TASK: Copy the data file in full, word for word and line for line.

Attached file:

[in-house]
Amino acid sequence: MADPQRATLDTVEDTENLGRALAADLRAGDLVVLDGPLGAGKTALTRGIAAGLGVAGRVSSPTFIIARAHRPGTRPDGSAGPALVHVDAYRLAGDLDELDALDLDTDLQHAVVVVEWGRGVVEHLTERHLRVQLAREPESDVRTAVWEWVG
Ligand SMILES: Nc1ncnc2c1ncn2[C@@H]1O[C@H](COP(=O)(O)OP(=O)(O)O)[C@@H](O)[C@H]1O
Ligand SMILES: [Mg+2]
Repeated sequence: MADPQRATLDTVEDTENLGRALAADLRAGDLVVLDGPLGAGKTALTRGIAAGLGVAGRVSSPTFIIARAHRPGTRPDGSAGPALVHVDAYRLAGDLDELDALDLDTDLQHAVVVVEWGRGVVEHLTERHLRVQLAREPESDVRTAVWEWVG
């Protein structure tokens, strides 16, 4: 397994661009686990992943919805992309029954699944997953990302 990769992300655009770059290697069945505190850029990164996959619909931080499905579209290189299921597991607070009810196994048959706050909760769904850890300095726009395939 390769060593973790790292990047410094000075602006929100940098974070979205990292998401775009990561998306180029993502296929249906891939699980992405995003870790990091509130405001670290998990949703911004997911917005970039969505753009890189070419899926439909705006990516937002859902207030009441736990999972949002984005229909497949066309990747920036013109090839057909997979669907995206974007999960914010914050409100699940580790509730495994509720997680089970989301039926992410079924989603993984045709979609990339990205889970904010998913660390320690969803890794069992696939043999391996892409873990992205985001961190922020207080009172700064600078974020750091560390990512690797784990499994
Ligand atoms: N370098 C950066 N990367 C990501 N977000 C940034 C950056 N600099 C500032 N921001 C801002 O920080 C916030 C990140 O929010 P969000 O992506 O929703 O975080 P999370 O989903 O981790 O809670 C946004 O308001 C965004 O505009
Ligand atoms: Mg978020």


[in-house]
Amino acid sequence: MADPQRATLDTVEDTENLGRALAADLRAGDLVVLDGPLGAGKTALTRGIAAGLGVAGRVSSPTFIIARAHRPGTRPDGSAGPALVHVDAYRLAGDLDELDALDLDTDLQHAVVVVEWGRGVVEHLTERHLRVQLAREPESDVRTAVWEWVG
Ligand SMILES: Nc1ncnc2c1ncn2[C@@H]1O[C@H](COP(=O)(O)OP(=O)(O)O)[C@@H](O)[C@H]1O
Ligand SMILES: [Mg+2]
Repeated sequence: MADPQRATLDTVEDTENLGRALAADLRAGDLVVLDGPLGAGKTALTRGIAAGLGVAGRVSSPTFIIARAHRPGTRPDGSAGPALVHVDAYRLAGDLDELDALDLDTDLQHAVVVVEWGRGVVEHLTERHLRVQLAREPESDVRTAVWEWVG
């Protein structure tokens, strides 16, 4: 397994661009686990992943919805992309029954699944997953990302 990769992300655009770059290697069945505190850029990164996959619909931080499905579209290189299921597991607070009810196994048959706050909760769904850890300095726009395939 390769060593973790790292990047410094000075602006929100940098974070979205990292998401775009990561998306180029993502296929249906891939699980992405995003870790990091509130405001670290998990949703911004997911917005970039969505753009890189070419899926439909705006990516937002859902207030009441736990999972949002984005229909497949066309990747920036013109090839057909997979669907995206974007999960914010914050409100699940580790509730495994509720997680089970989301039926992410079924989603993984045709979609990339990205889970904010998913660390320690969803890794069992696939043999391996892409873990992205985001961190922020207080009172700064600078974020750091560390990512690797784990499994
Ligand atoms: N370098 C950066 N990367 C990501 N977000 C940034 C950056 N600099 C500032 N921001 C801002 O920080 C916030 C990140 O929010 P969000 O992506 O929703 O975080 P999370 O989903 O981790 O809670 C946004 O308001 C965004 O505009
Ligand atoms: Mg978020």